This is another 'Mass Effect' fic, I'm afraid. I've now finished ME3, and wasn't nearly as outraged by the endings as I expected to be given the internet rage they've generated. Honestly, I'm a Joss Whedon fan: ME3 didn't have nearly enough deaths of beloved characters or dei ex machina plot twists to bother me. Even so, I felt the need for a fill-in-the-blank fic to handwave away some of the more obvious dodgy bits in the plotting.
The fic is in the same continuity as the one I wrote a couple of weeks ago, for those keeping track. (On which note, can I just say yay for AO3? 'The Lower Reaches' got something like 11 views in total here on LJ, but on AO3 it's the most popular thing I've ever written, with hundreds and hundreds of views in just two weeks. \o/
Fandom: Mass Effect (spoilers for the ending of ME3)
Character: Liara T'soni
Playthrough: Paragon Adept female Shepard who romanced Liara in all three games, and chose the Destruction ending.
Warnings: Death, birth, tragedy, post traumatic stress disorder, and the ME3 canon endings.
Liara survived the last battle on Earth. This is what she can remember.
Liara doesn't remember getting back on the Normandy.
Not clearly, anyway. There are flashes, fragments of memory. She sees them in her nightmares; images so vivid they hurt, but then the memory overwhelms her and she can't go further. Eventually, she tried writing down her dreams; hoping to pin the memories down in cold, sterile words and draw them out of her head that way. Maybe it worked, a little; or maybe that was just the passage of time smoothing the raw, bleeding edges.
But those scraps of journal entries can be sorted into a rough narrative, and now she thinks she knows what happened, in those last desperate minutes.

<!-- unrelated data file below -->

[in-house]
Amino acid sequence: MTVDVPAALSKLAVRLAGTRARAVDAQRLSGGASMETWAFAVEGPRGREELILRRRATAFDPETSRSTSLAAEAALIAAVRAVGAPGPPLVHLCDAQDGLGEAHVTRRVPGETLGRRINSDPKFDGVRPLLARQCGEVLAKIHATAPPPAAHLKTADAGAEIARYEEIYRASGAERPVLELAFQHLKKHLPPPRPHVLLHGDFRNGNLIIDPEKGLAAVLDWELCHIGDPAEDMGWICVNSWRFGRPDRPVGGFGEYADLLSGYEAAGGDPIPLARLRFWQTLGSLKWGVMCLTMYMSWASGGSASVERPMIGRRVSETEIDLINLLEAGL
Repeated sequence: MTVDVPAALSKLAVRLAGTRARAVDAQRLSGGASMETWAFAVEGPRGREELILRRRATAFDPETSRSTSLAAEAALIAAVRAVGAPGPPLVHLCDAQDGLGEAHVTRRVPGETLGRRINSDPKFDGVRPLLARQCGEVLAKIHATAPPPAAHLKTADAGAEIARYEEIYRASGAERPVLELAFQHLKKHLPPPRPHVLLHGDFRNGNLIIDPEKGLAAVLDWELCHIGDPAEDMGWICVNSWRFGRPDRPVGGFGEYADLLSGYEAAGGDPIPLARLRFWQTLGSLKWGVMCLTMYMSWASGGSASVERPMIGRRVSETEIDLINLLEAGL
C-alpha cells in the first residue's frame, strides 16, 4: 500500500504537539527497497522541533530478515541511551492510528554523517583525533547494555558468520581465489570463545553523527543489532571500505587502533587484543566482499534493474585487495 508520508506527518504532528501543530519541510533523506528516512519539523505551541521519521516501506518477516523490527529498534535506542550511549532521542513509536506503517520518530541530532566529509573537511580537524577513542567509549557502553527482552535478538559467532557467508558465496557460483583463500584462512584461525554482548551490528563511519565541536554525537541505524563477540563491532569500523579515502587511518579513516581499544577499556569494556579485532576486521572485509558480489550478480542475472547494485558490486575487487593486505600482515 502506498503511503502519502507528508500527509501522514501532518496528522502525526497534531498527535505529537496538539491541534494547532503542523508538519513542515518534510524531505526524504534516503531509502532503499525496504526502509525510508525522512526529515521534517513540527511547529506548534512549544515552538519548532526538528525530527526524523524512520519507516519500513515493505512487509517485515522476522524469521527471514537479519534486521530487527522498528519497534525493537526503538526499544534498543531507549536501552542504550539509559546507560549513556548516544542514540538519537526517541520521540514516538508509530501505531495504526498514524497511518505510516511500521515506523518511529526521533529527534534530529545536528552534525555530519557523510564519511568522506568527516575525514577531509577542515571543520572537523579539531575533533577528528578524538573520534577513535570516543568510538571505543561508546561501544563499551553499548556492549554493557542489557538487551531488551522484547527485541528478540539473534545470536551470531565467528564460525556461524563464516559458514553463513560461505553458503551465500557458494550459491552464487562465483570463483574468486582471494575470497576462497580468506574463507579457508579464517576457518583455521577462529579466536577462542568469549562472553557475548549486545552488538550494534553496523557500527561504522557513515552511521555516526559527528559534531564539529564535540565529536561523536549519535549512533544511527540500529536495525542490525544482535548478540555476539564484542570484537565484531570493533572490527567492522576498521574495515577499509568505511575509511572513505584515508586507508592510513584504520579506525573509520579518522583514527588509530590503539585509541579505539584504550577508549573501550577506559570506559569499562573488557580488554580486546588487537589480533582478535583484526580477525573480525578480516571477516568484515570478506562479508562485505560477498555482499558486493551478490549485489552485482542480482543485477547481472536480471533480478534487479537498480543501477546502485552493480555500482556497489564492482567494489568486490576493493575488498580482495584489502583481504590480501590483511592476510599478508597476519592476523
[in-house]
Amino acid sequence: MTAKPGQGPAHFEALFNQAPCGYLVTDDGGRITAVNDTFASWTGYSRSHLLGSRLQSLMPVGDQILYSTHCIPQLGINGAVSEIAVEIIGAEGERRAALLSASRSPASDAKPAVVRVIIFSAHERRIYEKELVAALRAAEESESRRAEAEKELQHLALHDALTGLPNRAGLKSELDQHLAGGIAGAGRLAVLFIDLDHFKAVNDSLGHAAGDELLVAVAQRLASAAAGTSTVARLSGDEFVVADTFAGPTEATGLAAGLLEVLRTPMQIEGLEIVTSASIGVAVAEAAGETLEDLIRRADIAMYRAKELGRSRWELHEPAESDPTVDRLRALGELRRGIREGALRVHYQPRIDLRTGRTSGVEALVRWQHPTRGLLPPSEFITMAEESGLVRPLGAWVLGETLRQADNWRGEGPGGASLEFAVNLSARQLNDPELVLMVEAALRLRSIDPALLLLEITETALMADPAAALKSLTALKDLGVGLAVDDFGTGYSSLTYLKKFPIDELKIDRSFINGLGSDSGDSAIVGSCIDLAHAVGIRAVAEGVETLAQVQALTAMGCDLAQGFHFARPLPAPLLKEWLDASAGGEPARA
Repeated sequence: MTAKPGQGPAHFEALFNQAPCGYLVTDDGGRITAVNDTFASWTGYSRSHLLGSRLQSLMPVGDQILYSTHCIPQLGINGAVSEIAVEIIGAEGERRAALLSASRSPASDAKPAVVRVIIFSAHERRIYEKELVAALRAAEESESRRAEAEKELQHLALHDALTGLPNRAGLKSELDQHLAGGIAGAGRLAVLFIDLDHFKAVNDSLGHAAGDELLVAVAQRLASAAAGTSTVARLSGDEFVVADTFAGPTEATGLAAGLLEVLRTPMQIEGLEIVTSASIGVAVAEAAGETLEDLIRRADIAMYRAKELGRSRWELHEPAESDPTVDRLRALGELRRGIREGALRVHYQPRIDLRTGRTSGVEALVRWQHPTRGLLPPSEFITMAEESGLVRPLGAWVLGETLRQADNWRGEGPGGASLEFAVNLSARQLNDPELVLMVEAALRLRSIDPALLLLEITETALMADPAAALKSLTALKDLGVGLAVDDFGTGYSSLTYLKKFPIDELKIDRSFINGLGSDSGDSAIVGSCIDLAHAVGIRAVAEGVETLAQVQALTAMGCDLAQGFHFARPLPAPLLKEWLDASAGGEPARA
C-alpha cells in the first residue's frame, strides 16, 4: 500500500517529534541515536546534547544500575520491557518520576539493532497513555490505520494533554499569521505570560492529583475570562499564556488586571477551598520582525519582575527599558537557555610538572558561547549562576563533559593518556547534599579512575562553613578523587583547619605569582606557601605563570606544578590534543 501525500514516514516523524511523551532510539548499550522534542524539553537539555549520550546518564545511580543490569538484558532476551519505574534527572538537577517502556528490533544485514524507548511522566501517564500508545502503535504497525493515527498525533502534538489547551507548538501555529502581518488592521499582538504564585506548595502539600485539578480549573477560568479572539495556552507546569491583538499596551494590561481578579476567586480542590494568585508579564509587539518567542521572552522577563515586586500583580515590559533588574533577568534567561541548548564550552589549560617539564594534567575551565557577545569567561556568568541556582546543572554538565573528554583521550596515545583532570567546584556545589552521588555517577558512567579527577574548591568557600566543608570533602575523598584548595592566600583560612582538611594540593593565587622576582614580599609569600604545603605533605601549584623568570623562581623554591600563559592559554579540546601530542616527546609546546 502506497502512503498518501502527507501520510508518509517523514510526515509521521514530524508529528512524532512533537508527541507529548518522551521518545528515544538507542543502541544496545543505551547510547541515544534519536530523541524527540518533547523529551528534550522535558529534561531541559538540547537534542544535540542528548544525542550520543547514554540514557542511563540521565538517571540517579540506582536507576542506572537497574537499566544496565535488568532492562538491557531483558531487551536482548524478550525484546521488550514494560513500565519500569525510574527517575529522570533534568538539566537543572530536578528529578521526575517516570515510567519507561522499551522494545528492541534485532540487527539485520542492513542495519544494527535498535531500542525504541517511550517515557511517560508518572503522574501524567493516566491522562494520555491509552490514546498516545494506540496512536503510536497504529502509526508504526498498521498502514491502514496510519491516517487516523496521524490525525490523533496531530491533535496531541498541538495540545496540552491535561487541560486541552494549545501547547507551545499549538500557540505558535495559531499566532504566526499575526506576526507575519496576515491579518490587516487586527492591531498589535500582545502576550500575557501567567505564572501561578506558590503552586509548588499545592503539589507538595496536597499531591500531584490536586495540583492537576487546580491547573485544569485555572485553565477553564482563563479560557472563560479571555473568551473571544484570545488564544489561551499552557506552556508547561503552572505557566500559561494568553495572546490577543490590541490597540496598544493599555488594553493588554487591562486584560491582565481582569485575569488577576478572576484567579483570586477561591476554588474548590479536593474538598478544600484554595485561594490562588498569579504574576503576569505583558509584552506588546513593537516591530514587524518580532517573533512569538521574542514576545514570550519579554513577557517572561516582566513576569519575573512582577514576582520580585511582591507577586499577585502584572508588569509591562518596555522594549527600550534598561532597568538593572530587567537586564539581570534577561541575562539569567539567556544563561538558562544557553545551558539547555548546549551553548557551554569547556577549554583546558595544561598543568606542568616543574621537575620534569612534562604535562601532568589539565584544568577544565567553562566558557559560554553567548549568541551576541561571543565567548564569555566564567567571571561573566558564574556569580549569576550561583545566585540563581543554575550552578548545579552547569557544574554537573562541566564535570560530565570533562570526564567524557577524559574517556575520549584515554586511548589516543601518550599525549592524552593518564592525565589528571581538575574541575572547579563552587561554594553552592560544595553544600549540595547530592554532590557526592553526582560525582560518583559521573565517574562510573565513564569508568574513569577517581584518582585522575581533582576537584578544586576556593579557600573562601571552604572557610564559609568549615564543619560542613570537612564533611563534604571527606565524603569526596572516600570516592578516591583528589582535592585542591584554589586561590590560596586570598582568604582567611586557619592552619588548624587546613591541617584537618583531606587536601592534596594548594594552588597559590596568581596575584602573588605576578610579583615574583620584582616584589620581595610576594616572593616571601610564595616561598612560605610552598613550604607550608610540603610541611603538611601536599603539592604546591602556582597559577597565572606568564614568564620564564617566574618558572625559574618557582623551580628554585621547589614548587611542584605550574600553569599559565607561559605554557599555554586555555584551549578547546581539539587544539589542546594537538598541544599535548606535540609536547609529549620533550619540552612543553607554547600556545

There's one thing she never needed to write down, will never forget. Her last sight of Shepard: head down, running straight for the Reaper beam. Not looking back at the people following her.
Sometimes Liara hates her for that. For keeping her eyes fixed on the goal, not sparing a thought for those behind her. Not thinking about her. But then Liara gets angry at herself, and guilty. They'd all known what was at stake, and Shepard had to put the mission first. She wouldn’t have been the person Liara fell in love with if she hadn't.
It still hurts, though.
Then the banshee had appeared. The thought of those creatures, hideously twisted members of her own species, still fills Liara with horror and anger. And this one was heading straight for Shepard - who, running straight forward, hadn't seen it coming for her. Liara remembers screaming a warning, but it was lost in the sounds of battle.
Apparently she screamed the same warning in her nightmares nearly every night, the first month after their escape. She doesn't remember that.
Liara can't clearly see in her mind what happened next; but later on, Garrus helped fill in some of the details, as she sat next to his hospital bed. She'd slowed down, hit the banshee's barriers with her strongest biotic pulse. Garrus had targeted it too, and the banshee turned away from Shepard and came directly for them. Somehow, between the two of them, they managed to kill the asari husk - but by the time they did, she'd lost sight of Shepard.
Then the world burst into flames.